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Household spending slows

household spendings

Household spending has cooled and despite signs of a recent improvement is likely to continue to slow in the future.

New Zealand has been in the grip of a slowdown in consumer spending since mid-2016. However, there have been recent signs of a pickup, mostly likely due to recent increases in government social payments to low income families, super annuitants and beneficiaries.  

With the housing market slowing and net inward migration pulling back, it is likely that the pace of household spending will continue to weaken in coming years.  

The pace and timing of this spending slowdown, however, is likely to differ by region. Those that have strongly performing housing markets, faster growing populations, and successful export industries (including tourism) are likely to see stronger spending growth for a longer period of time.  Those that don’t are likely to see weaker spending growth.   

House prices have a strong bearing on consumer spending. In some regions, the dynamics in the housing market are already well set. Auckland and Canterbury are good examples of this, with house prices in both regions either flat or falling.

However, this is not the case in all regions. Rural regions like Taranaki/Manawatu-Whanganui, for example, have actually seen accelerating prices, while Gisborne/Hawkes Bay and Otago have also been standouts, posting near to double-digit growth house prices. Meanwhile, Wellington, has easily outperformed its metropolitan counterparts.   

These regions are also experiencing stronger population growth than they used to. This, together with rising house prices, is likely to be supporting spending in these regions.  Wellington, is likely to be further boosted by increased spending by the Government on the public service. Not so for Auckland and Canterbury, where population growth has dropped due to a larger number of temporary international migrants heading home and some Kiwis moving within the country.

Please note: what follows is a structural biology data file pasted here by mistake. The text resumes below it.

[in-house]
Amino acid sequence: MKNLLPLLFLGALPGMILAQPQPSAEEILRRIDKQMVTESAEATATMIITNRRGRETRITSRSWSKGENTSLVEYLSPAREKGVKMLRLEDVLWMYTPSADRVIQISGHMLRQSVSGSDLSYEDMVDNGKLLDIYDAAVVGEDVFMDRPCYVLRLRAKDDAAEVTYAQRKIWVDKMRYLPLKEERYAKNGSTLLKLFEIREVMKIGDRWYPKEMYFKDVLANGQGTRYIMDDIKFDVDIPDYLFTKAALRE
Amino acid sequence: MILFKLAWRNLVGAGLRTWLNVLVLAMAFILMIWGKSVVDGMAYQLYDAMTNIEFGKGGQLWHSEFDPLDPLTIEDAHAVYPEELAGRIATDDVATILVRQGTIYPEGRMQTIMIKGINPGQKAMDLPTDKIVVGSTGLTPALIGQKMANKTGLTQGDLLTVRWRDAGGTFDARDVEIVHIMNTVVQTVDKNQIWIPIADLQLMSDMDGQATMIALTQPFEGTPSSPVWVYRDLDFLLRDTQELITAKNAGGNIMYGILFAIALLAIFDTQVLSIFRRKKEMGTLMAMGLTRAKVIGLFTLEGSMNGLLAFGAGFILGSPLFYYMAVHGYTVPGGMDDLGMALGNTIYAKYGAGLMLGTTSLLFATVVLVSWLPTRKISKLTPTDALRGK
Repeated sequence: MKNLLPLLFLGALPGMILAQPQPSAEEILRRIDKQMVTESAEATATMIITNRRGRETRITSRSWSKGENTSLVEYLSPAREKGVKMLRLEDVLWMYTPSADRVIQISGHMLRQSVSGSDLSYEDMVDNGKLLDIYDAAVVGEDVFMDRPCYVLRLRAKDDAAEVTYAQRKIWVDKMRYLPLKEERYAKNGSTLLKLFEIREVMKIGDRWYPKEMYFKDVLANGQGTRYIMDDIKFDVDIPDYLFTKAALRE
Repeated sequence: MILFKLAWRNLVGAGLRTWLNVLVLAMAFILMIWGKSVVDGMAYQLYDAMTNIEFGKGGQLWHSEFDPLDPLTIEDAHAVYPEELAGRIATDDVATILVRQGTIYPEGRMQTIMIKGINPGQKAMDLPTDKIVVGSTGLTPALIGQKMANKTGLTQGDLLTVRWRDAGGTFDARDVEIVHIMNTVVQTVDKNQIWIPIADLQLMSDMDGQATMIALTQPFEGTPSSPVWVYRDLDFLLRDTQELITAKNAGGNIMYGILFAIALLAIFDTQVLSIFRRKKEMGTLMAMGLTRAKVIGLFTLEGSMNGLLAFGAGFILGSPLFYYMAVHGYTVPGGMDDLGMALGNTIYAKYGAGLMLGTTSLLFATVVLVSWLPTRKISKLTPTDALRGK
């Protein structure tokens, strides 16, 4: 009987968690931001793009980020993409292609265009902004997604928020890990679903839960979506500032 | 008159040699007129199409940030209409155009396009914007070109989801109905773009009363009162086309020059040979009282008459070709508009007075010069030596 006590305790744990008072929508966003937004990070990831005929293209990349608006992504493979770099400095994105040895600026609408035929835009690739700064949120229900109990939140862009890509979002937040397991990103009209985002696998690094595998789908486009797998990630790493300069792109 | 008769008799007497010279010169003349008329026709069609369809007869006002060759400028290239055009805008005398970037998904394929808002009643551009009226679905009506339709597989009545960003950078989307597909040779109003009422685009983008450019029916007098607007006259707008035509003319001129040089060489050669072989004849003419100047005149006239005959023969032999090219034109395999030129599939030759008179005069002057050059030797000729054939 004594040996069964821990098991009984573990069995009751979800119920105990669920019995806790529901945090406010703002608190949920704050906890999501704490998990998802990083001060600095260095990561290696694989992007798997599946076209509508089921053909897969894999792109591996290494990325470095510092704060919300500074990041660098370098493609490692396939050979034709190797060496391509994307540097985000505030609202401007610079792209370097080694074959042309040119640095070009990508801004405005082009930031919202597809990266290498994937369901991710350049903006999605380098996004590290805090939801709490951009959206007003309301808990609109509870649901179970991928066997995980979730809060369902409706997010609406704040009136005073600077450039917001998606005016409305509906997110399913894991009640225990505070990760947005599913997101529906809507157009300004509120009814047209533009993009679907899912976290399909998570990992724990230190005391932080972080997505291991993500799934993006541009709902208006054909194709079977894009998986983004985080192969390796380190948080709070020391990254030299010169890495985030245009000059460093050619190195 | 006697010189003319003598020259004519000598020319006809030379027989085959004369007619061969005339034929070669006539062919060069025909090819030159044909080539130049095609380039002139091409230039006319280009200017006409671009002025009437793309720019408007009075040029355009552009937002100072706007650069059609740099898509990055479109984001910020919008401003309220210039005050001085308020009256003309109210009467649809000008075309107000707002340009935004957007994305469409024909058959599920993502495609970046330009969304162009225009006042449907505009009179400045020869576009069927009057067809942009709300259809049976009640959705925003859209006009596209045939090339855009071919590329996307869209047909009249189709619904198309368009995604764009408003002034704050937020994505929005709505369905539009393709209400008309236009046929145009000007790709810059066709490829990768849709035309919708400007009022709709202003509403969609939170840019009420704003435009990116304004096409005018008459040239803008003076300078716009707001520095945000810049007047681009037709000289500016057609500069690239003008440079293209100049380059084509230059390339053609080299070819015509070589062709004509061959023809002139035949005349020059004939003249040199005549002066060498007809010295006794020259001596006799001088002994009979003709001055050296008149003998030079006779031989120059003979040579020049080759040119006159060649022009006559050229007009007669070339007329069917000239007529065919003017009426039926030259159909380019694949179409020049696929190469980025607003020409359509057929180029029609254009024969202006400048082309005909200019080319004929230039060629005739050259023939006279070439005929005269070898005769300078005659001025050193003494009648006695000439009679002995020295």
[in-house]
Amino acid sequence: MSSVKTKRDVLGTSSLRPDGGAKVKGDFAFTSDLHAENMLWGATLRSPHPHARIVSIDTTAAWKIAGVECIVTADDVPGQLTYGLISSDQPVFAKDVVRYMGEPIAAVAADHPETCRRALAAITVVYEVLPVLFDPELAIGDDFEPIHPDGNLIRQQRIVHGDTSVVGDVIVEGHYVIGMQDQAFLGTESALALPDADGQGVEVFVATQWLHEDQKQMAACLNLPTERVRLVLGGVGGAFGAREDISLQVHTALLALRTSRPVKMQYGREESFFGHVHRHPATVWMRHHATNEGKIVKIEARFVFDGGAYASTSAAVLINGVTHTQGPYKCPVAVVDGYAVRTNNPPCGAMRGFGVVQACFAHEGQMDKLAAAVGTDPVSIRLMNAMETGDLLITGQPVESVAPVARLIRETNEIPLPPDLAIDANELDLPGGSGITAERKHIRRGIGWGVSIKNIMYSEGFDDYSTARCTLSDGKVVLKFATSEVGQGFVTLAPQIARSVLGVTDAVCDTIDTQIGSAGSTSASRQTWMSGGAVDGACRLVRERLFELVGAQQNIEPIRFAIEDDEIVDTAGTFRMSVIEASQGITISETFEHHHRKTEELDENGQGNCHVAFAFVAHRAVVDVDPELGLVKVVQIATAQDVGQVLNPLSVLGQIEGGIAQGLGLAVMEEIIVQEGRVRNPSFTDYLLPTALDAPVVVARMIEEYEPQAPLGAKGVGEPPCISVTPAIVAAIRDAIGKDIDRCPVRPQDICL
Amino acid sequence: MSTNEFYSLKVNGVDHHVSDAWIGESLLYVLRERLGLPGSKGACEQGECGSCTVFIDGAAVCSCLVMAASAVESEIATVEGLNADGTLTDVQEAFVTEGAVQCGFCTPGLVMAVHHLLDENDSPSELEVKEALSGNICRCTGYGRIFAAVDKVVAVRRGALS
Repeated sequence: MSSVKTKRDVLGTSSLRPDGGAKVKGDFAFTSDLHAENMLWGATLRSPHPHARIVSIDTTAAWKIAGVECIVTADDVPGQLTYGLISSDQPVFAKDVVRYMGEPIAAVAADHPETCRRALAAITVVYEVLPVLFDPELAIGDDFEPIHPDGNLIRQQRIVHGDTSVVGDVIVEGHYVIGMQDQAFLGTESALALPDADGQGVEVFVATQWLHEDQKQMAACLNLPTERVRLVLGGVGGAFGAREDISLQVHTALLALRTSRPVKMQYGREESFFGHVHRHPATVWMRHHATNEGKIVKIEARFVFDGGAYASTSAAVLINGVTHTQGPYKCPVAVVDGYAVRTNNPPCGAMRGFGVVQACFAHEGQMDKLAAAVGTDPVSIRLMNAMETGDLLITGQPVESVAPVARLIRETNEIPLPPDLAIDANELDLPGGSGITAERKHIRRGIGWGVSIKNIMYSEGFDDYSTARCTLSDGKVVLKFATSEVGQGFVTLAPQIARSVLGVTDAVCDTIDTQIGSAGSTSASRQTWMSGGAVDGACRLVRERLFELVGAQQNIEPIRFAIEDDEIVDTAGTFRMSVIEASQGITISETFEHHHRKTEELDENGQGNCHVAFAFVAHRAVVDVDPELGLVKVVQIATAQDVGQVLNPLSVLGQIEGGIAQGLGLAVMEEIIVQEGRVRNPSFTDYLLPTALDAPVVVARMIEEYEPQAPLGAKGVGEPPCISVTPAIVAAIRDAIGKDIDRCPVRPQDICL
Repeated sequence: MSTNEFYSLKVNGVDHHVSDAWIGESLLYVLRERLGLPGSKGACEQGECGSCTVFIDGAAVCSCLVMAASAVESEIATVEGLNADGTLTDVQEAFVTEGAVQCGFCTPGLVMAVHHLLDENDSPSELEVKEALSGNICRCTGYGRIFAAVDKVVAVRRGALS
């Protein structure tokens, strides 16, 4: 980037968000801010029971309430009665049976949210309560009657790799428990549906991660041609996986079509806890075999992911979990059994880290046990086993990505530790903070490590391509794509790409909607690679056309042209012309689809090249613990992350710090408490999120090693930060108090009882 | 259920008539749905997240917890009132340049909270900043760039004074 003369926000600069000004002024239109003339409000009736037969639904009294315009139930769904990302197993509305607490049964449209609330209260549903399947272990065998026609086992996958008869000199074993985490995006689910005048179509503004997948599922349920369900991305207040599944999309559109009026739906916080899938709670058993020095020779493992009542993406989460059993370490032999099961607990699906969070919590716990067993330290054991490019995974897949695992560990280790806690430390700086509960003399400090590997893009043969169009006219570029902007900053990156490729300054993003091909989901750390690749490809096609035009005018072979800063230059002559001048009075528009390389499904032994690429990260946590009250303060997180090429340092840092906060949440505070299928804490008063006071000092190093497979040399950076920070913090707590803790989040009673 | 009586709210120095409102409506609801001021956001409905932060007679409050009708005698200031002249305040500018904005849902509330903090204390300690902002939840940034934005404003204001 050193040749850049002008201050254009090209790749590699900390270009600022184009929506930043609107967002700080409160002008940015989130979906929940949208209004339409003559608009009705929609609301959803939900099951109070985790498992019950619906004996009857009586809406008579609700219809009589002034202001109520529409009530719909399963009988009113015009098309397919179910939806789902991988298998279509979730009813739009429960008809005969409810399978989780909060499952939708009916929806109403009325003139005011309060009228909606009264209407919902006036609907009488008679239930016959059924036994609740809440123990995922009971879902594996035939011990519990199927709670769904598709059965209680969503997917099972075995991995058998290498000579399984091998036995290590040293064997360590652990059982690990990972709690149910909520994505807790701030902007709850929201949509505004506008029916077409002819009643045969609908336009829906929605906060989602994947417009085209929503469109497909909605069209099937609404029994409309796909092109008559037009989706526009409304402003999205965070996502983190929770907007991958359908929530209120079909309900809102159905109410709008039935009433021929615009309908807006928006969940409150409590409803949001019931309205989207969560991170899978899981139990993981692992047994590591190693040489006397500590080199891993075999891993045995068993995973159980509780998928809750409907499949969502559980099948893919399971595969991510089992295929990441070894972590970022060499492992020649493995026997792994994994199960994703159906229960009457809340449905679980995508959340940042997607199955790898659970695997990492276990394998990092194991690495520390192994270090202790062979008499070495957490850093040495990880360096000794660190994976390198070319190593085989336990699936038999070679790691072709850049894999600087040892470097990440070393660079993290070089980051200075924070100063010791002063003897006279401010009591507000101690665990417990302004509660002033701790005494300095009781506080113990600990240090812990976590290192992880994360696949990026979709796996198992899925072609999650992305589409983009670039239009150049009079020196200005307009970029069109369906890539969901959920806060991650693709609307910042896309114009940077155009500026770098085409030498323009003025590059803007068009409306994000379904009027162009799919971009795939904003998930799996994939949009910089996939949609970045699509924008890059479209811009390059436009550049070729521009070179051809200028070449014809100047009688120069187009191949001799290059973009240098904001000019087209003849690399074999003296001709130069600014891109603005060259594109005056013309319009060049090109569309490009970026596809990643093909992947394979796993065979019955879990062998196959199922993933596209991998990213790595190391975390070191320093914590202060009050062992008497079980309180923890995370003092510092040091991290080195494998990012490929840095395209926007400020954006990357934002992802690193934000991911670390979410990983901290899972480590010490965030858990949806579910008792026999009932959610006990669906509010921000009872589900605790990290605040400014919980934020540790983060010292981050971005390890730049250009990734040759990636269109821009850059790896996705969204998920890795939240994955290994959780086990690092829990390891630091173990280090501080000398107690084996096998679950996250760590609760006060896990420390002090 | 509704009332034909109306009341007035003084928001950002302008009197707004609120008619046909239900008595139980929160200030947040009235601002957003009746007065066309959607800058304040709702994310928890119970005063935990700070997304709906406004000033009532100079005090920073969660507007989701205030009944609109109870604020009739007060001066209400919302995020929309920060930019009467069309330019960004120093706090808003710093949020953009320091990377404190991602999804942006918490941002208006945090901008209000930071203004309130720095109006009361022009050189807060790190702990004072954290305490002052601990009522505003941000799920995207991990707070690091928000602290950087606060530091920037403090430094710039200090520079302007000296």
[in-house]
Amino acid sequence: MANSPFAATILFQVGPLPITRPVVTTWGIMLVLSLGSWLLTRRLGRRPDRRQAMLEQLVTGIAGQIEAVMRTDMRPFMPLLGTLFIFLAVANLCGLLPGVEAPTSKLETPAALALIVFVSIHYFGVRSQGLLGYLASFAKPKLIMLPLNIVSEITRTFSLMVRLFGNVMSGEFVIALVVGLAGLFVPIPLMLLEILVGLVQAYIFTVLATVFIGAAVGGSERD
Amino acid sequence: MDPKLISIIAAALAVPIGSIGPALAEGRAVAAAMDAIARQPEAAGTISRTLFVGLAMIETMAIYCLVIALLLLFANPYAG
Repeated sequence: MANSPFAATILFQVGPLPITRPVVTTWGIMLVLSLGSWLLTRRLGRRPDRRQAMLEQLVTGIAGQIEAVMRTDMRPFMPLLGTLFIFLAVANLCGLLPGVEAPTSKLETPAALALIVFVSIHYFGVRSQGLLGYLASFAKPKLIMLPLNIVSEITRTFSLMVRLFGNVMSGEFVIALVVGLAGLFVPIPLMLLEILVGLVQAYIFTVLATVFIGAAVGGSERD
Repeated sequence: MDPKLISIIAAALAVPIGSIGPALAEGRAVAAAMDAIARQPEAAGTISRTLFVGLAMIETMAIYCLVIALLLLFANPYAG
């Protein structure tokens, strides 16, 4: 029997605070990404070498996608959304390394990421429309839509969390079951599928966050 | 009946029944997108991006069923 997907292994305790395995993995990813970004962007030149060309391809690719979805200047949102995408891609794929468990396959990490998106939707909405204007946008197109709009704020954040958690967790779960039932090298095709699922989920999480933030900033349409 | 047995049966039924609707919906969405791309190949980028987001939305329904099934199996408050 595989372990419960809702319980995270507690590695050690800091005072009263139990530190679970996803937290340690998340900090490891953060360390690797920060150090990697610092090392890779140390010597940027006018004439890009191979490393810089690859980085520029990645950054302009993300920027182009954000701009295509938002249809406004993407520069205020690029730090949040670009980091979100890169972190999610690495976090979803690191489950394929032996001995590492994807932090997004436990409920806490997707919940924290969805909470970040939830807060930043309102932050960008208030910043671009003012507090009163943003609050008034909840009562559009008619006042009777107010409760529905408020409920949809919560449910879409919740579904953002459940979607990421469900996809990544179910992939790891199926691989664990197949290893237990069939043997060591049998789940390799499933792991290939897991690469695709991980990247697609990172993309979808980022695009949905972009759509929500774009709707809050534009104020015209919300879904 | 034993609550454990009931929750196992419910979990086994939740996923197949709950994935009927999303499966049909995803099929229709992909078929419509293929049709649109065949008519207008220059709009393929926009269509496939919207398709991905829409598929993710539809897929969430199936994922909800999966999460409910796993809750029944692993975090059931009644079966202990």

Rural regions should also be benefitting from still elevated commodity prices and a slightly weaker New Zealand dollar. Higher production volumes will also be lifting farm-gate incomes, and as a consequence, rural spending. 

Most regions in New Zealand will be benefitting from an increase in tourist arrivals, although signs of a slowdown are becoming increasingly evident. Tourism spending continues to grow strongly in traditional hotspots like Otago and Southland as well as in less traditional tourist destinations, such as the Waikato and Wellington.  However, in places like Nelson/Marlborough/West Coast and Gisborne/Hawkes Bay, tourism isn’t performing quite as well.  

Consumer spending outside Auckland and Canterbury may stay relatively strong for a while yet. But for businesses in these regions it is very important to understand that today’s economic exuberance has partly been driven by a burst of population growth and rising house prices that will not persist forever. When population growth slows construction activity in these regions will drop away, meaning fewer jobs locally. And when house prices stop rising at a double-digit pace, the wind currently in consumers’ sails will drop. Enjoy it while it lasts, but it will not last forever.

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